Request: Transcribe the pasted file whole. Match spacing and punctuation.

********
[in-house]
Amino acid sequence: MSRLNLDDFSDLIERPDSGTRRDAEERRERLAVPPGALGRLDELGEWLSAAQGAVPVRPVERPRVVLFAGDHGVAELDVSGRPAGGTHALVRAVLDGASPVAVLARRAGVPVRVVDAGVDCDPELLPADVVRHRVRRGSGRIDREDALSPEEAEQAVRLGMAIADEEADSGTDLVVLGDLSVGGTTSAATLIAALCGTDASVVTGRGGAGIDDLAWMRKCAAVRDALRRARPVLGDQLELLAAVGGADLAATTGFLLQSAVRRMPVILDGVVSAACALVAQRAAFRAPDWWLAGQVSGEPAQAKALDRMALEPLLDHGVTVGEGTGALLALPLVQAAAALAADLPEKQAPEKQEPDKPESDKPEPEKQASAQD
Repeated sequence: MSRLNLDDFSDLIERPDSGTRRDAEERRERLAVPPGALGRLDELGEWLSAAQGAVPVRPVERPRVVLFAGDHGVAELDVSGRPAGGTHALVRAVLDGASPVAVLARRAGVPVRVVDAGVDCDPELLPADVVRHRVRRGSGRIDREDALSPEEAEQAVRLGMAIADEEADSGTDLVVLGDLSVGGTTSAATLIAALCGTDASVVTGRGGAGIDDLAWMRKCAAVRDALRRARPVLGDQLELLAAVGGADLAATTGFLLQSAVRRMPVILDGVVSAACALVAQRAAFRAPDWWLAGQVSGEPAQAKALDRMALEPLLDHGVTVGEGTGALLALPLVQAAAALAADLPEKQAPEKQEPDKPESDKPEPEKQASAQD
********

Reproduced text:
[in-house]
Amino acid sequence: MSRLNLDDFSDLIERPDSGTRRDAEERRERLAVPPGALGRLDELGEWLSAAQGAVPVRPVERPRVVLFAGDHGVAELDVSGRPAGGTHALVRAVLDGASPVAVLARRAGVPVRVVDAGVDCDPELLPADVVRHRVRRGSGRIDREDALSPEEAEQAVRLGMAIADEEADSGTDLVVLGDLSVGGTTSAATLIAALCGTDASVVTGRGGAGIDDLAWMRKCAAVRDALRRARPVLGDQLELLAAVGGADLAATTGFLLQSAVRRMPVILDGVVSAACALVAQRAAFRAPDWWLAGQVSGEPAQAKALDRMALEPLLDHGVTVGEGTGALLALPLVQAAAALAADLPEKQAPEKQEPDKPESDKPEPEKQASAQD
Repeated sequence: MSRLNLDDFSDLIERPDSGTRRDAEERRERLAVPPGALGRLDELGEWLSAAQGAVPVRPVERPRVVLFAGDHGVAELDVSGRPAGGTHALVRAVLDGASPVAVLARRAGVPVRVVDAGVDCDPELLPADVVRHRVRRGSGRIDREDALSPEEAEQAVRLGMAIADEEADSGTDLVVLGDLSVGGTTSAATLIAALCGTDASVVTGRGGAGIDDLAWMRKCAAVRDALRRARPVLGDQLELLAAVGGADLAATTGFLLQSAVRRMPVILDGVVSAACALVAQRAAFRAPDWWLAGQVSGEPAQAKALDRMALEPLLDHGVTVGEGTGALLALPLVQAAAALAADLPEKQAPEKQEPDKPESDKPEPEKQASAQD